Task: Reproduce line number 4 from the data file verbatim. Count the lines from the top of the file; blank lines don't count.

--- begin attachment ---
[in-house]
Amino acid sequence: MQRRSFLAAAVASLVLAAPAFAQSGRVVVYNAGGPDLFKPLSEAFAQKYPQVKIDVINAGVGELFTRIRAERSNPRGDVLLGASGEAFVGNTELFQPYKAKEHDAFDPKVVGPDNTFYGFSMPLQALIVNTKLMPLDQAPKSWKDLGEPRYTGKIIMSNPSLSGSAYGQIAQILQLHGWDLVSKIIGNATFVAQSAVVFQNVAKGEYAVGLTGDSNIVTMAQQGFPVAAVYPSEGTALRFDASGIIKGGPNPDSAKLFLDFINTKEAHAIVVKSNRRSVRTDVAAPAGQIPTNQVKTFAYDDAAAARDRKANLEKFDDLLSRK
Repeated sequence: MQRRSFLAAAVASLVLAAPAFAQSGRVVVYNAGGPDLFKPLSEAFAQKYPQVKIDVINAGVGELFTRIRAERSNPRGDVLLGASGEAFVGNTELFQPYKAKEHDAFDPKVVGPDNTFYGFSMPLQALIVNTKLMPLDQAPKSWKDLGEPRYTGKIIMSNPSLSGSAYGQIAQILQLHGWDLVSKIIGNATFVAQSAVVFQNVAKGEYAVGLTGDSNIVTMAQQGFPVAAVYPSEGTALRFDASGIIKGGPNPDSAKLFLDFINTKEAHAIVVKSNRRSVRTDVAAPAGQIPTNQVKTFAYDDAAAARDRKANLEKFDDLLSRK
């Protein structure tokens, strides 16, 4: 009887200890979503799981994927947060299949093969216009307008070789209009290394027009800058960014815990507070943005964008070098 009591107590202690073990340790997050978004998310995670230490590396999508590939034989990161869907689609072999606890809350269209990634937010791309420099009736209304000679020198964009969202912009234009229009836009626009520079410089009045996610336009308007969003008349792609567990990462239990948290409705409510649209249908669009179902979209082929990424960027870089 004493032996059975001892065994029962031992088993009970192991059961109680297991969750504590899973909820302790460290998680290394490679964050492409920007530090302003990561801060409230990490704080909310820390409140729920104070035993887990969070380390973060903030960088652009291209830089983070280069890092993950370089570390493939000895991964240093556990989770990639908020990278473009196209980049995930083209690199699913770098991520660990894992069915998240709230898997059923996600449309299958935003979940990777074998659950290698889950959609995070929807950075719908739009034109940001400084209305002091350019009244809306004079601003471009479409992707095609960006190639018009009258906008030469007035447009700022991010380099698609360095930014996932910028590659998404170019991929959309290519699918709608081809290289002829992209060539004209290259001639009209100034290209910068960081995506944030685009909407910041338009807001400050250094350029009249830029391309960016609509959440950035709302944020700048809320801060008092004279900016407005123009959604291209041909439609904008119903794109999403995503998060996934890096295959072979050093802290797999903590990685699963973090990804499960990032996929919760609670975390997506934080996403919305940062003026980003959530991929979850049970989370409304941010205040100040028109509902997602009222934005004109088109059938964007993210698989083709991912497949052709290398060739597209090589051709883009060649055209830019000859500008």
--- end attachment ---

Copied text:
């Protein structure tokens, strides 16, 4: 009887200890979503799981994927947060299949093969216009307008070789209009290394027009800058960014815990507070943005964008070098 009591107590202690073990340790997050978004998310995670230490590396999508590939034989990161869907689609072999606890809350269209990634937010791309420099009736209304000679020198964009969202912009234009229009836009626009520079410089009045996610336009308007969003008349792609567990990462239990948290409705409510649209249908669009179902979209082929990424960027870089 004493032996059975001892065994029962031992088993009970192991059961109680297991969750504590899973909820302790460290998680290394490679964050492409920007530090302003990561801060409230990490704080909310820390409140729920104070035993887990969070380390973060903030960088652009291209830089983070280069890092993950370089570390493939000895991964240093556990989770990639908020990278473009196209980049995930083209690199699913770098991520660990894992069915998240709230898997059923996600449309299958935003979940990777074998659950290698889950959609995070929807950075719908739009034109940001400084209305002091350019009244809306004079601003471009479409992707095609960006190639018009009258906008030469007035447009700022991010380099698609360095930014996932910028590659998404170019991929959309290519699918709608081809290289002829992209060539004209290259001639009209100034290209910068960081995506944030685009909407910041338009807001400050250094350029009249830029391309960016609509959440950035709302944020700048809320801060008092004279900016407005123009959604291209041909439609904008119903794109999403995503998060996934890096295959072979050093802290797999903590990685699963973090990804499960990032996929919760609670975390997506934080996403919305940062003026980003959530991929979850049970989370409304941010205040100040028109509902997602009222934005004109088109059938964007993210698989083709991912497949052709290398060739597209090589051709883009060649055209830019000859500008």